A new special issue of MedieKultur has just been published. It includes an article by my based on a keynote lecture I gave in November 2012 at the Danish Association of Media Researchers’ Annual Meeting.
The talk and the article deals with how the field of political communication research might benefit from embracing the theoretical and methodological diversity that characterize the broader field of media and communications research, including intellectually adjacent and overlapping “sibling” fields like journalism studies and audience research.
It builds on the same line of thinking I’ve developed with David Karpf and Daniel Kreiss elsewhere (including our chapter in this book, based on our paper from ICA 2013) and that was part of the motivation for the preconference on the role of qualitative methods in political communication research that we organized with Matthew Powers for ICA in 2014.
As always, I’m grateful for our ongoing conversations.
Abstract below–full text (PDF) here.
Political communication research: New media, new challenges, and new opportunities
The rise of new media and the broader set of social changes they are part of present political communication research with new challenges and new opportunities at a time when many think the field is at an intellectual impasse (e.g., Bennett & Iyengar, 2008). In this article, I argue that parts of the field’s problems are rooted in the way in which political communication research has developed since the 1960s. In this period, the field has moved from being interdisciplinary and mixed-methods to being more homogenous and narrowly focused, based primarily on ideas developed in social psychology, certain strands of political science, and the effects-tradition of mass communication research. This dominant paradigm has contributed much to our understanding of some aspects of political communication. But it is struggling to make sense of many others, including questions concerning people’s experience of political communication processes and questions concerning the symbolic, institutional, and technological nature of these processes—especially during a time of often rapid change. To overcome this problem, I argue that the field of political communication research should re-engage with the rest of media and communication studies and embrace a broader and more diverse agenda. I discuss audience research and journalism studies as examples of adjacent fields that use a more diverse range of theoretical and methodological tools that might help political communication research engage with new media and the new challenges and new opportunities for research that they represent.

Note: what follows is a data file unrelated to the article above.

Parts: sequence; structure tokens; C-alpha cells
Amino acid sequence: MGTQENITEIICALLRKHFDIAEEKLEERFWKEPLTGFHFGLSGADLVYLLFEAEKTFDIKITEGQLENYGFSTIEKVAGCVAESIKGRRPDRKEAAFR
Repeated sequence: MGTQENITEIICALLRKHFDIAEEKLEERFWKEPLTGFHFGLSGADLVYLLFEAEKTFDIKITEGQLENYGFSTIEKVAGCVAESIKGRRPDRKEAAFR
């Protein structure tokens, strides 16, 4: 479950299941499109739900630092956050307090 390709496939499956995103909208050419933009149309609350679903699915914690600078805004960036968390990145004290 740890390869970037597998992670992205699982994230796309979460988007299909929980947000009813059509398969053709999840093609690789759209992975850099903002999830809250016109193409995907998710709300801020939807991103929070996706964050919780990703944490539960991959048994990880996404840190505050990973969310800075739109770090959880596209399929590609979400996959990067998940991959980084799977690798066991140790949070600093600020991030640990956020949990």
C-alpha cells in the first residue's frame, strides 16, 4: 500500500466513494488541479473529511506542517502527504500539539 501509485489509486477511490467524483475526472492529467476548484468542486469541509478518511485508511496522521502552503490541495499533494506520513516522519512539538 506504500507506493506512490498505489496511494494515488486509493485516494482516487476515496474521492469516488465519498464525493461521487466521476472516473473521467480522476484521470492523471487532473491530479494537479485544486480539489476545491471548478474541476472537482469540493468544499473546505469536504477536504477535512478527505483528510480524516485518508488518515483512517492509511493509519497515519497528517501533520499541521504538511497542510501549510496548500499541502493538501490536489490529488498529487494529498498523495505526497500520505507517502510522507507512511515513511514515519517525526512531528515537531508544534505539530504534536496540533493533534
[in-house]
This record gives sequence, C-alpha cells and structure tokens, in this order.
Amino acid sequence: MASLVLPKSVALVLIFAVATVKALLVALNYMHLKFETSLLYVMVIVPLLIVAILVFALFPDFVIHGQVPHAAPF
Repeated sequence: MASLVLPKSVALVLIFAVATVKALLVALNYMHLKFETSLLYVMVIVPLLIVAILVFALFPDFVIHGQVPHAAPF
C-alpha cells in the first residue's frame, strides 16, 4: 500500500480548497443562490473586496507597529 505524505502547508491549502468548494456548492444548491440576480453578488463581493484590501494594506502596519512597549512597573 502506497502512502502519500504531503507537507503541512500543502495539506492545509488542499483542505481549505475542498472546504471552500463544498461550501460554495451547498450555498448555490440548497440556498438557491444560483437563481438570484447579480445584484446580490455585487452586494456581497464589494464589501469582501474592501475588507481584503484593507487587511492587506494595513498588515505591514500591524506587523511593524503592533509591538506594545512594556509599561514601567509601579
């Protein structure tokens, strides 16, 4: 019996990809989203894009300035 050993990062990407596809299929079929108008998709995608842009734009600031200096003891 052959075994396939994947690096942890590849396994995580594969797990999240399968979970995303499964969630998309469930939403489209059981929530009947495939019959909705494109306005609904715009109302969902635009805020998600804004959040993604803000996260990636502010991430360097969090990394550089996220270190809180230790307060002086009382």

Keywords:political communication, new media, digital politics, theory, method